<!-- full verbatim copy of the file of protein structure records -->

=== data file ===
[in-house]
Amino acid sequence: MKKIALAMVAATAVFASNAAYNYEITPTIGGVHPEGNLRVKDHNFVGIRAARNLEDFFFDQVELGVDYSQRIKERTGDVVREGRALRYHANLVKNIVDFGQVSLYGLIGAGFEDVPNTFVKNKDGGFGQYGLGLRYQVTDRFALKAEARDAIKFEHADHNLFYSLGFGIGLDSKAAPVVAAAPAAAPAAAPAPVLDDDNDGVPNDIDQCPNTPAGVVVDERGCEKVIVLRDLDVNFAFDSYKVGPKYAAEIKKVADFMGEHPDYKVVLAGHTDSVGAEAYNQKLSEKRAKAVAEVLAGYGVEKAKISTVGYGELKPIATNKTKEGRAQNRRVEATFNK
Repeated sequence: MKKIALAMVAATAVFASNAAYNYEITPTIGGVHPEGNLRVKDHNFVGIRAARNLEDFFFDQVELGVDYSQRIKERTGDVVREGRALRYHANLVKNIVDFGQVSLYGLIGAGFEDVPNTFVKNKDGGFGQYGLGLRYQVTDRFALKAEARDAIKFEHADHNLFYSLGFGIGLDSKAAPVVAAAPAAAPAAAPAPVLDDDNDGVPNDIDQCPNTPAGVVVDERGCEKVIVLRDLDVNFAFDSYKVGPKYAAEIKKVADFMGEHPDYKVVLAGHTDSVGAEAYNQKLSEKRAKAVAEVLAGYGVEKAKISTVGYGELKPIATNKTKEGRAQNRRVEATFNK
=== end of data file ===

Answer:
[in-house]
Amino acid sequence: MKKIALAMVAATAVFASNAAYNYEITPTIGGVHPEGNLRVKDHNFVGIRAARNLEDFFFDQVELGVDYSQRIKERTGDVVREGRALRYHANLVKNIVDFGQVSLYGLIGAGFEDVPNTFVKNKDGGFGQYGLGLRYQVTDRFALKAEARDAIKFEHADHNLFYSLGFGIGLDSKAAPVVAAAPAAAPAAAPAPVLDDDNDGVPNDIDQCPNTPAGVVVDERGCEKVIVLRDLDVNFAFDSYKVGPKYAAEIKKVADFMGEHPDYKVVLAGHTDSVGAEAYNQKLSEKRAKAVAEVLAGYGVEKAKISTVGYGELKPIATNKTKEGRAQNRRVEATFNK
Repeated sequence: MKKIALAMVAATAVFASNAAYNYEITPTIGGVHPEGNLRVKDHNFVGIRAARNLEDFFFDQVELGVDYSQRIKERTGDVVREGRALRYHANLVKNIVDFGQVSLYGLIGAGFEDVPNTFVKNKDGGFGQYGLGLRYQVTDRFALKAEARDAIKFEHADHNLFYSLGFGIGLDSKAAPVVAAAPAAAPAAAPAPVLDDDNDGVPNDIDQCPNTPAGVVVDERGCEKVIVLRDLDVNFAFDSYKVGPKYAAEIKKVADFMGEHPDYKVVLAGHTDSVGAEAYNQKLSEKRAKAVAEVLAGYGVEKAKISTVGYGELKPIATNKTKEGRAQNRRVEATFNK